Midnight on the Mavi Marmara

Published September 2010 by Haymarket Books

The Attack on the Gaza Freedom Flotilla and How it Changed the Course of the Israel/Palestine Conflict
Edited by Moustafa Bayoumi

At 4:30 am on Monday, May 31, 2010, Israeli commandos, boarding from sea and air, attacked the six boats of the Gaza Freedom Flotilla as it sailed through international waters attempting to bring humanitarian relief to the beleaguered Palestinians of Gaza. Within minutes, nine peace activists were dead, shot by the Israelis. Scores of others were injured.

Within hours, outrage at Israel’s action echoed around the world. Spontaneous demonstrations occurred in Europe, the United States, Turkey, and Gaza itself to denounce the attack. Turkey’s prime minister described it as a “bloody massacre” and “state terrorism.”

In these pages, a range of activists, journalists, and analysts piece together the events that occurred that May night. Mixing together first-hand testimony and documentary record with hard-headed analysis and historical overview, Midnight on the Mavi Marmara reveals why the attack on the Gaza Freedom Flotilla may just turn out to be Israel’s Selma, Alabama moment: the beginning of the end for an apartheid Palestine.

Contributors include: Ali Abunimah, Omar Barghouti, George Bisharat, Max Blumenthal, Noam Chomsky, Martha B. Cohen, Juan Cole, Murat Dagli, Jamal Elshayyal, Sümeyye Ertekin, Norman Finkelstein, Gisha.org, Neve Gordon, Glenn Greenwald, Arun Gupta, Amira Hass, Adam Horowitz, Rashid Khalidi, Stephen Kinzer, Paul Larudee, Iara Lee, Gideon Levy, Daniel Luban, Alia Malek, Henning Mankell, Mike Marqusee, Lubna Masarwa, Yousef Munayyer, Ken O’Keefe, Kevin Ovenden, Ilan Pappé, Doron Rosenblum, Sara Roy, Ben Saul, Eyad Al Sarraj, Adam Shapiro, Raja Shehadeh, Henry Siegman, Ahdaf Soueif, Raji Sourani, Richard Tillinghast, Alice Walker, Stephen M. Walt, and Haneen Zoabi.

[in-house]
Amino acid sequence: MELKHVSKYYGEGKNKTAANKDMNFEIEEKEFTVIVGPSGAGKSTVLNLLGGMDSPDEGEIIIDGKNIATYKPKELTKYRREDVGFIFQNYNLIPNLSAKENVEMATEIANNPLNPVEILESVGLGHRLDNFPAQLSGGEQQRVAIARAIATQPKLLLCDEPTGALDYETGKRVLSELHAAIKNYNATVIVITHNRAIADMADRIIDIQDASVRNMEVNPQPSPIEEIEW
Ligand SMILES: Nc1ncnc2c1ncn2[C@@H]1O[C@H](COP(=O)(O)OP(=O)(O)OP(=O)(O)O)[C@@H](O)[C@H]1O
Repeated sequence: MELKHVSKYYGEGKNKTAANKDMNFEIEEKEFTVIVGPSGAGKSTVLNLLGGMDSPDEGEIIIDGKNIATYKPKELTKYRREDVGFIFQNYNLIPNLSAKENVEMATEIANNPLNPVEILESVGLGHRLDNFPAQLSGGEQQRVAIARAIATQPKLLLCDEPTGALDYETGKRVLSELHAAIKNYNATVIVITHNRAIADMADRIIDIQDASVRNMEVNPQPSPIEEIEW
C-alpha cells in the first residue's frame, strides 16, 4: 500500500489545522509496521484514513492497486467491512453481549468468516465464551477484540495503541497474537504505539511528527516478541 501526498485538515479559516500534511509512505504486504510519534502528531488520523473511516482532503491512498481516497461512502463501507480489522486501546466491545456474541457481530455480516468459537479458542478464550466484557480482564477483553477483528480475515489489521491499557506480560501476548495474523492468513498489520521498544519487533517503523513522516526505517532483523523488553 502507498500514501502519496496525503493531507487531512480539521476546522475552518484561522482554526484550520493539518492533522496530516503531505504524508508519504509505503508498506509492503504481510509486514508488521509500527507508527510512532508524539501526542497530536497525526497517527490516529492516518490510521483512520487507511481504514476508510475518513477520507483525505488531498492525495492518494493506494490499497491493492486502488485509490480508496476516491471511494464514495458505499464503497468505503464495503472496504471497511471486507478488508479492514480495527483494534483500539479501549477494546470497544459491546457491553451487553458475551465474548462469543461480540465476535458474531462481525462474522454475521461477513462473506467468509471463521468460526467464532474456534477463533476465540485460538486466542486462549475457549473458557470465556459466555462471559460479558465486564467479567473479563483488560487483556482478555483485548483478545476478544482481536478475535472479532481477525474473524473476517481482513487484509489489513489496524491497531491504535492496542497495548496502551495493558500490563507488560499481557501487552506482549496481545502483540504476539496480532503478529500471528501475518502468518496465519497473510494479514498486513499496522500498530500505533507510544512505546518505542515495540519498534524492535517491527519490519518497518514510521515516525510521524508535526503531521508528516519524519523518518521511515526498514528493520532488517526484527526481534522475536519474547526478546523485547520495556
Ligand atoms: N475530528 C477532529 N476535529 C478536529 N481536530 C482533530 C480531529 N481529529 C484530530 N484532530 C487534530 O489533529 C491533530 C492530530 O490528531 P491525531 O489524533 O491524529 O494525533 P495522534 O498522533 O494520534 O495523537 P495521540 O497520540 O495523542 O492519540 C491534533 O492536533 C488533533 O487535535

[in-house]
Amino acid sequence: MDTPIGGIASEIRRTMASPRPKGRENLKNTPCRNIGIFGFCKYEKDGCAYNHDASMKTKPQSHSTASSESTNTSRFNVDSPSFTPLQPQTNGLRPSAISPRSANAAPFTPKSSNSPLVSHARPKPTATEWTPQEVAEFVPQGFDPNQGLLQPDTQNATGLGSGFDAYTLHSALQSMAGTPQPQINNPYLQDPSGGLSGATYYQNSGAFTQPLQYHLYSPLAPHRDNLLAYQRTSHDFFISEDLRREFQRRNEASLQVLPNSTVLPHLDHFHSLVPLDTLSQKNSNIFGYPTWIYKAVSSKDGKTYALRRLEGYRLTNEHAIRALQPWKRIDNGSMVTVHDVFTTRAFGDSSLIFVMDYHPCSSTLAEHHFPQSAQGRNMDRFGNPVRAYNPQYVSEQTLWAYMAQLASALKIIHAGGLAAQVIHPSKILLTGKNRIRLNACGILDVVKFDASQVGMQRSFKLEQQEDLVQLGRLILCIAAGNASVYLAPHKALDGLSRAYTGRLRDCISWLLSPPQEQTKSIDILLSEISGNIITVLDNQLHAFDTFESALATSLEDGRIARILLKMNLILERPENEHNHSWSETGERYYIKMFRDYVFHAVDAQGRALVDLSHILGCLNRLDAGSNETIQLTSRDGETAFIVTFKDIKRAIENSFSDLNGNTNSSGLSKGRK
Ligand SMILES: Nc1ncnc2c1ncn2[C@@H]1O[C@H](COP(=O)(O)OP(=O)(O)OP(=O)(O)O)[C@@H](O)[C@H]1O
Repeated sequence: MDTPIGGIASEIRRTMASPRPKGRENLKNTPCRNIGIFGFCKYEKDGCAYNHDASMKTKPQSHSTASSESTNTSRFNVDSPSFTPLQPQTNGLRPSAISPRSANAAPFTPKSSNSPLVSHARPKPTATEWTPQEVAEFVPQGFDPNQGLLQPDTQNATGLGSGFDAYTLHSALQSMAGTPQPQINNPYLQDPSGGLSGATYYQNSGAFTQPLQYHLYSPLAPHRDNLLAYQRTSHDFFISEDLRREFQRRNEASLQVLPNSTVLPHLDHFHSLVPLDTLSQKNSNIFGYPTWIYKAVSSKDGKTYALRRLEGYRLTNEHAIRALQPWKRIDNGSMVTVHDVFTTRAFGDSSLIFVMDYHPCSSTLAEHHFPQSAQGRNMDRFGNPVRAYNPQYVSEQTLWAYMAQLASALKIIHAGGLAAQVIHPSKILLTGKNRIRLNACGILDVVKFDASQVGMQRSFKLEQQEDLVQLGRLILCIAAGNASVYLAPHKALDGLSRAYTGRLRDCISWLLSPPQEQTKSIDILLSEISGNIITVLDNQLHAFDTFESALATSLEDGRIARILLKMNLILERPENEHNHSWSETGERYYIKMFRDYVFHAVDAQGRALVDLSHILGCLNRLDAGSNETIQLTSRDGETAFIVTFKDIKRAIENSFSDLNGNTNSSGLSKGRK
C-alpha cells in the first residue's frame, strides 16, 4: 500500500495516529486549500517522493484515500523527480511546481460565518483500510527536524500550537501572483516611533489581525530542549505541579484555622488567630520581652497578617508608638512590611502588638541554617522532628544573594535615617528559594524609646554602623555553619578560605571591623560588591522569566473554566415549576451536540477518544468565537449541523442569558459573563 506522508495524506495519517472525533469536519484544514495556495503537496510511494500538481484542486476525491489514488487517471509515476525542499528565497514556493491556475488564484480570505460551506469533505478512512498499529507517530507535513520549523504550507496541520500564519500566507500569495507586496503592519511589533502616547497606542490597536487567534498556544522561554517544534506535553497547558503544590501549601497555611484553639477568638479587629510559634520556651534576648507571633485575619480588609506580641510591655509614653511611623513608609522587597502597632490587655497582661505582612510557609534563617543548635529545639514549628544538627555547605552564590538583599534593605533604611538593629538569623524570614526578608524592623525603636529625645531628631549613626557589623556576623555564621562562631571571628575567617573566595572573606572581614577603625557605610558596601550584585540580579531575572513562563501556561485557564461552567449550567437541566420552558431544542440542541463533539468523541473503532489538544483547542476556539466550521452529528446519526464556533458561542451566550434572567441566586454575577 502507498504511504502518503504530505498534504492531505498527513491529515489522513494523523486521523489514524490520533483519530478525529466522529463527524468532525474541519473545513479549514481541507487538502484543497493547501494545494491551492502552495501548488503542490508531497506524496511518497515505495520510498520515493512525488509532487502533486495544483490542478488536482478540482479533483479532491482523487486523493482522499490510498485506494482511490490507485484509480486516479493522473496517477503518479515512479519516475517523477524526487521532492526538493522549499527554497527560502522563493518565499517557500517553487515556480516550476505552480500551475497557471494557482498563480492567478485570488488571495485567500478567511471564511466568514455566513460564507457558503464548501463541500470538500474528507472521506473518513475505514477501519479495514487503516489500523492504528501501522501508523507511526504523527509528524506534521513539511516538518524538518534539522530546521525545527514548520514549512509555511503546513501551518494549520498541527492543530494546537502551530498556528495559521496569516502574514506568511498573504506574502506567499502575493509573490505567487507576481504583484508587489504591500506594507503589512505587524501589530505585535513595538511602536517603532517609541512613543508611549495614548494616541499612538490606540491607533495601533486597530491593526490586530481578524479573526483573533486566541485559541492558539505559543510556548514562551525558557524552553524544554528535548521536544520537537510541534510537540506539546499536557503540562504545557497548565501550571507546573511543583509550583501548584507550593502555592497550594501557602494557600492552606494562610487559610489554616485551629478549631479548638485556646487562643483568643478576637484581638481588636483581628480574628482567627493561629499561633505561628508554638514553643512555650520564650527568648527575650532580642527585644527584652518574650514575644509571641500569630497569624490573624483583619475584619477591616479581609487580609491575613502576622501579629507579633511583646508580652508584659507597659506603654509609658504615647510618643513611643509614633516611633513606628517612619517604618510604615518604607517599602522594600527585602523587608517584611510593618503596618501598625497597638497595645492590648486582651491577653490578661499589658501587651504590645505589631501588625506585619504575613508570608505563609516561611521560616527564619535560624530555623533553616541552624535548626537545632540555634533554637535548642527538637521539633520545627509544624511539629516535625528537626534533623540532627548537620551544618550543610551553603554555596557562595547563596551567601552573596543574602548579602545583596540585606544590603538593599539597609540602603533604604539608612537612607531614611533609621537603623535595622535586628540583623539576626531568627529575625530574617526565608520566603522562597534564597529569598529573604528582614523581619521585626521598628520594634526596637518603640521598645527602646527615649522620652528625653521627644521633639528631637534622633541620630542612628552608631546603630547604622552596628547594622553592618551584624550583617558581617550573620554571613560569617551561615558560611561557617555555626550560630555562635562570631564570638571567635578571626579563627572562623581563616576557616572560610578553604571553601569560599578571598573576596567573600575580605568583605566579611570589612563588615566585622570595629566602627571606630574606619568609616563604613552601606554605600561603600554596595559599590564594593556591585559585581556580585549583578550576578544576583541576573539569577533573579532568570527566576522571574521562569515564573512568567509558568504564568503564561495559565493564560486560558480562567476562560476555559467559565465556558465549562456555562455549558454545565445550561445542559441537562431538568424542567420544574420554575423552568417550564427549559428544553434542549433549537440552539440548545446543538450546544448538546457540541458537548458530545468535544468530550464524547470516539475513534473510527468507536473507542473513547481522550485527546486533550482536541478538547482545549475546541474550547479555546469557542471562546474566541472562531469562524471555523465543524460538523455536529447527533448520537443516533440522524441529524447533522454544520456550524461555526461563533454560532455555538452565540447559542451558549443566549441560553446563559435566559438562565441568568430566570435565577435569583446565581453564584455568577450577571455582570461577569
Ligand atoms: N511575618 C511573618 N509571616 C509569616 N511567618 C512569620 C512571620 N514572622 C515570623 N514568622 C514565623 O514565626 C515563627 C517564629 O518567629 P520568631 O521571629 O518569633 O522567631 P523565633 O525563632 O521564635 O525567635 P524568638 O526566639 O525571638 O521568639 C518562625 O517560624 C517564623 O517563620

Moustafa Bayoumi is an associate professor of English at Brooklyn College, the City University of New York. He is co-editor of “The Edward Said Reader” and the author of the American Book Award-winning “How Does It Feel to Be a Problem? Being Young and Arab in America.”

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